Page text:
D.C. Charter Schools (And Young Black Students) Under Attack By Pro-Union Democrat

A new bill put forward by a District of Columbia councilman would open up charter schools in the district to unnecessary regulations and requirements that other public schools aren’t forced to endure.

Public school students in the District enroll in two types of public school. About half of them are enrolled in the city-run school system, D.C. Public Schools. The other half are educated at tuition-free, taxpayer-funded public charter schools. These are open to all District-resident students regardless of neighborhood or academic ability. Charters operate independently of DCPS and are held to strong academic, school governance and legal standards by D.C.’s independent charter board, which is in turn appointed by D.C.’s mayor and Council.

Councilmember [Charles] Allen’s legislation would intervene in the space between the District’s charter schools and their regulator, the charter board. Allen’s anti-charter supporters say greater accountability for public charter schools would be achieved by compelling autonomous charters to provide public records requests and comply with open meeting laws, which under D.C. law apply to the charter board but not to individual charter schools.

The controversial legislation also would require charters to disclose non-public fundraising; publish all employees’ names and salaries; accept teacher and student-appointed representatives on boards; and list all school contracts, regardless of amount. Charters would not be compensated for the costs of implementing these requirements, or for the consequences of disclosing the currently-confidential information of staff and contractors. Compliance would therefore require schools to divert scarce schooling resources for information that does nothing to increase or improve student access.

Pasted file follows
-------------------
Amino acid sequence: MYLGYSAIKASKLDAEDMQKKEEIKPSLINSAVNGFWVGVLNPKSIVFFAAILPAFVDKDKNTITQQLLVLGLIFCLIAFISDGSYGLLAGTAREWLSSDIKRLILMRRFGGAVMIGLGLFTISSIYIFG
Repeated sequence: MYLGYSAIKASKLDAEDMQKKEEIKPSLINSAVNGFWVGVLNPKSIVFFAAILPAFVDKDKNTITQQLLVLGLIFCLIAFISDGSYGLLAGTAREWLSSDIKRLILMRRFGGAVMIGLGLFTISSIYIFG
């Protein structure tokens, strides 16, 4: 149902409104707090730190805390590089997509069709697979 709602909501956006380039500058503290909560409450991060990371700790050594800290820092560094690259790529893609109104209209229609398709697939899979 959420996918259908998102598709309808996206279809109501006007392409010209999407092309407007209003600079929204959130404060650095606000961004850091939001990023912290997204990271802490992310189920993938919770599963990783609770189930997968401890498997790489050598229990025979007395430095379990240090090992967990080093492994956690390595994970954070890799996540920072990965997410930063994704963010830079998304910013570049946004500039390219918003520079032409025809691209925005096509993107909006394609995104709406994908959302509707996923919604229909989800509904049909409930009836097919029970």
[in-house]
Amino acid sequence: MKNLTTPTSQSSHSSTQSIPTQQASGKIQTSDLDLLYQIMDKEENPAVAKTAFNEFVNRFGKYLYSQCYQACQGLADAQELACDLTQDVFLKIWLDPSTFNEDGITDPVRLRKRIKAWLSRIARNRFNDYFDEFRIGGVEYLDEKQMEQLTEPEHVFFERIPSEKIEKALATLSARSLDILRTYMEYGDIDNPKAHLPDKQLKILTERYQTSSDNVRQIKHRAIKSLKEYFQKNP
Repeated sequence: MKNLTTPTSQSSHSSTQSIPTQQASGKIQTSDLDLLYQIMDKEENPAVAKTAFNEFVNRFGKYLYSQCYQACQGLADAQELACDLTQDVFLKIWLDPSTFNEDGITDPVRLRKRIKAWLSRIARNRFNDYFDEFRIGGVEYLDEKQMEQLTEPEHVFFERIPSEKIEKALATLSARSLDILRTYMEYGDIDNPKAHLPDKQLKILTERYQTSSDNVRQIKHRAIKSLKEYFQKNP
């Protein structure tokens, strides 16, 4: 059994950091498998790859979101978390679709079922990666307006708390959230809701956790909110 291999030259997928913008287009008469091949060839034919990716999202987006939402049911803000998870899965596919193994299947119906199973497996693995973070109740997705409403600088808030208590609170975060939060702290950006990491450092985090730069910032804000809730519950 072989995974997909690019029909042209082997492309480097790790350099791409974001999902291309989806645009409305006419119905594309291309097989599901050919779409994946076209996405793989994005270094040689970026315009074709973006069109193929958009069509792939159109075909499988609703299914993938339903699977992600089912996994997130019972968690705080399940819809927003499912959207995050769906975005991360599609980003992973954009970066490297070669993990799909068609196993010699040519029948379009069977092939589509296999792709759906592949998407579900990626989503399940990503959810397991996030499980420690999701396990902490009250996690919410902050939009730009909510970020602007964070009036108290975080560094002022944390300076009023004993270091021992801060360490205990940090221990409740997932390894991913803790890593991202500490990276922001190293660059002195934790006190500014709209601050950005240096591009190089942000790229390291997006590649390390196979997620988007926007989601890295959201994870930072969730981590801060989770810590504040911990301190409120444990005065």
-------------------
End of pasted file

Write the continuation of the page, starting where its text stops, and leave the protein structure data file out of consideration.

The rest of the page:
D.C.’s charter schools are ranked ninth in the nation and they are great schools for kids, making them highly-sought schools in the area. That concerns the pro-union advocates who see charters as a threat to public schools – and therefore union income.

This attack, like so many others, only has one impact on education: It directly harms black students.

Charter schools (and really school choice in general) are a major topic in the discussion of education reform because they do what public schools can’t. They provide better educational opportunities for young black students, offer them a chance to get out of failing schools, and levels the playing field with rich, white kids whose parents put them into expensive private schools to keep them out of the “general population.”

Those interested in maintaining education’s status quo – which, make no mistake, is what they’re advocating – do so largely from the mistaken belief that charter schools exist solely to turn a profit. In truth, it is when these schools do well in preparing kids and helping them become successful that the true monetary concern becomes clear: These people don’t care about charter schools making a profit. They are concerned that public schools and teachers unions won’t make enough.

Getting rid of opportunities for charter students (particularly black students in charter schools) only benefits the already privileged.